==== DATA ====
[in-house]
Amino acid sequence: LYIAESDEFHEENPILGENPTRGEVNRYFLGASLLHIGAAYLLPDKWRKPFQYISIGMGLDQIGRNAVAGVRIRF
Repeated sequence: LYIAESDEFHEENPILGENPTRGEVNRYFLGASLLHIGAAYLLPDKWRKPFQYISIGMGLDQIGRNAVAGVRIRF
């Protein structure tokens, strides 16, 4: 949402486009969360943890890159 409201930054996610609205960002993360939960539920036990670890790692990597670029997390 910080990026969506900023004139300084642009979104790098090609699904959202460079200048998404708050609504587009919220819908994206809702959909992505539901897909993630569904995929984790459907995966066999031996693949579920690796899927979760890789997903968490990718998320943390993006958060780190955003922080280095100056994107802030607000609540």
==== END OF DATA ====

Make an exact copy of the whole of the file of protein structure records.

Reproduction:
[in-house]
Amino acid sequence: LYIAESDEFHEENPILGENPTRGEVNRYFLGASLLHIGAAYLLPDKWRKPFQYISIGMGLDQIGRNAVAGVRIRF
Repeated sequence: LYIAESDEFHEENPILGENPTRGEVNRYFLGASLLHIGAAYLLPDKWRKPFQYISIGMGLDQIGRNAVAGVRIRF
């Protein structure tokens, strides 16, 4: 949402486009969360943890890159 409201930054996610609205960002993360939960539920036990670890790692990597670029997390 910080990026969506900023004139300084642009979104790098090609699904959202460079200048998404708050609504587009919220819908994206809702959909992505539901897909993630569904995929984790459907995966066999031996693949579920690796899927979760890789997903968490990718998320943390993006958060780190955003922080280095100056994107802030607000609540």